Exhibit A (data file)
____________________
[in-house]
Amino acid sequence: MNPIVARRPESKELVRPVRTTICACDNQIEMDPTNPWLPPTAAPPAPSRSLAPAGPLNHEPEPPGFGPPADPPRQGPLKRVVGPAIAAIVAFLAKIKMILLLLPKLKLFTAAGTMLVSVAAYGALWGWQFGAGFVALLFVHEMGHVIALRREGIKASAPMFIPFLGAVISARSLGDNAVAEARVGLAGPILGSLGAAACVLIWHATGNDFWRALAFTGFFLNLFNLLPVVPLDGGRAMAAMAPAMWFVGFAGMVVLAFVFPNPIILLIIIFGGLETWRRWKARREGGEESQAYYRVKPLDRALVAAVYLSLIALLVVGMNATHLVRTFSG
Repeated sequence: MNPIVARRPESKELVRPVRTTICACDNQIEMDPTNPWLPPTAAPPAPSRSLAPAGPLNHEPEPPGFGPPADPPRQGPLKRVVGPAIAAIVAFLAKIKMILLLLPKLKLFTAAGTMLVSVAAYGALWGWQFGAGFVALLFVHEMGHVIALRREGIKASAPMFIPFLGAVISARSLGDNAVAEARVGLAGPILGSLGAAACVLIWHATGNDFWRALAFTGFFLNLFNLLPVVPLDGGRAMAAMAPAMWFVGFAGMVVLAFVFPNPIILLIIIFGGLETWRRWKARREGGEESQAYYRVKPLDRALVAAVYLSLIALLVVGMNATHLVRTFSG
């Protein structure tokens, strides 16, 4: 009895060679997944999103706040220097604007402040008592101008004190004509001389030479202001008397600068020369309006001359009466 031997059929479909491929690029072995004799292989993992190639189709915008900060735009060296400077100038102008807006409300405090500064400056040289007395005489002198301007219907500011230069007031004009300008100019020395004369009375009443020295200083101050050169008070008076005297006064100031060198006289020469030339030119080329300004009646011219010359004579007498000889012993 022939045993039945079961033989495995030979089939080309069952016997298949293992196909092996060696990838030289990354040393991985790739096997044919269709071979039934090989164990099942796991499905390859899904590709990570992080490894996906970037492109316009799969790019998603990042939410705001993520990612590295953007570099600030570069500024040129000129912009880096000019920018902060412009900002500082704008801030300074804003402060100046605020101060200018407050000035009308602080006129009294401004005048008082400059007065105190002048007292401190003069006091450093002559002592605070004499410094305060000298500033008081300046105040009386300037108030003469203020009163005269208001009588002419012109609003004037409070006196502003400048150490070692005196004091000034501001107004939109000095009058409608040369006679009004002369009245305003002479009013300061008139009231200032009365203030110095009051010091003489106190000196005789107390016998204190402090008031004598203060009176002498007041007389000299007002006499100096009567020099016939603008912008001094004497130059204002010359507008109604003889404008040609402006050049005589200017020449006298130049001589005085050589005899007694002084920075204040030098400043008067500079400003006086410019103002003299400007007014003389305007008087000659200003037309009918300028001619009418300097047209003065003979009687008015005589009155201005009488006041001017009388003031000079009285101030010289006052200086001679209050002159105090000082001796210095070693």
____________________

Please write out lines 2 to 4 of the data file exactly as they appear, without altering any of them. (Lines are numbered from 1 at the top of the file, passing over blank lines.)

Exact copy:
Amino acid sequence: MNPIVARRPESKELVRPVRTTICACDNQIEMDPTNPWLPPTAAPPAPSRSLAPAGPLNHEPEPPGFGPPADPPRQGPLKRVVGPAIAAIVAFLAKIKMILLLLPKLKLFTAAGTMLVSVAAYGALWGWQFGAGFVALLFVHEMGHVIALRREGIKASAPMFIPFLGAVISARSLGDNAVAEARVGLAGPILGSLGAAACVLIWHATGNDFWRALAFTGFFLNLFNLLPVVPLDGGRAMAAMAPAMWFVGFAGMVVLAFVFPNPIILLIIIFGGLETWRRWKARREGGEESQAYYRVKPLDRALVAAVYLSLIALLVVGMNATHLVRTFSG
Repeated sequence: MNPIVARRPESKELVRPVRTTICACDNQIEMDPTNPWLPPTAAPPAPSRSLAPAGPLNHEPEPPGFGPPADPPRQGPLKRVVGPAIAAIVAFLAKIKMILLLLPKLKLFTAAGTMLVSVAAYGALWGWQFGAGFVALLFVHEMGHVIALRREGIKASAPMFIPFLGAVISARSLGDNAVAEARVGLAGPILGSLGAAACVLIWHATGNDFWRALAFTGFFLNLFNLLPVVPLDGGRAMAAMAPAMWFVGFAGMVVLAFVFPNPIILLIIIFGGLETWRRWKARREGGEESQAYYRVKPLDRALVAAVYLSLIALLVVGMNATHLVRTFSG
């Protein structure tokens, strides 16, 4: 009895060679997944999103706040220097604007402040008592101008004190004509001389030479202001008397600068020369309006001359009466 031997059929479909491929690029072995004799292989993992190639189709915008900060735009060296400077100038102008807006409300405090500064400056040289007395005489002198301007219907500011230069007031004009300008100019020395004369009375009443020295200083101050050169008070008076005297006064100031060198006289020469030339030119080329300004009646011219010359004579007498000889012993 022939045993039945079961033989495995030979089939080309069952016997298949293992196909092996060696990838030289990354040393991985790739096997044919269709071979039934090989164990099942796991499905390859899904590709990570992080490894996906970037492109316009799969790019998603990042939410705001993520990612590295953007570099600030570069500024040129000129912009880096000019920018902060412009900002500082704008801030300074804003402060100046605020101060200018407050000035009308602080006129009294401004005048008082400059007065105190002048007292401190003069006091450093002559002592605070004499410094305060000298500033008081300046105040009386300037108030003469203020009163005269208001009588002419012109609003004037409070006196502003400048150490070692005196004091000034501001107004939109000095009058409608040369006679009004002369009245305003002479009013300061008139009231200032009365203030110095009051010091003489106190000196005789107390016998204190402090008031004598203060009176002498007041007389000299007002006499100096009567020099016939603008912008001094004497130059204002010359507008109604003889404008040609402006050049005589200017020449006298130049001589005085050589005899007694002084920075204040030098400043008067500079400003006086410019103002003299400007007014003389305007008087000659200003037309009918300028001619009418300097047209003065003979009687008015005589009155201005009488006041001017009388003031000079009285101030010289006052200086001679209050002159105090000082001796210095070693």